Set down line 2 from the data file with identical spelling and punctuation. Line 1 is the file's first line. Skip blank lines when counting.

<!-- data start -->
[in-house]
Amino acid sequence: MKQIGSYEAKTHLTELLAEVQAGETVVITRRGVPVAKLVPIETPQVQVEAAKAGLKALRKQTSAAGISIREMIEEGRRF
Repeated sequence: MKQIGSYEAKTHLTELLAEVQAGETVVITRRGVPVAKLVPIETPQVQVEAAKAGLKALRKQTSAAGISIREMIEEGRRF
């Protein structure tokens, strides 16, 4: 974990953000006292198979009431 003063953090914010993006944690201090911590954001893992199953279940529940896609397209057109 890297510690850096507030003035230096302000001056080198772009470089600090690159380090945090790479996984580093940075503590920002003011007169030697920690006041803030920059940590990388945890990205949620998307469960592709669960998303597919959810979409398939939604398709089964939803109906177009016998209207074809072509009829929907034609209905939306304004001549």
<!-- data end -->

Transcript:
Amino acid sequence: MKQIGSYEAKTHLTELLAEVQAGETVVITRRGVPVAKLVPIETPQVQVEAAKAGLKALRKQTSAAGISIREMIEEGRRF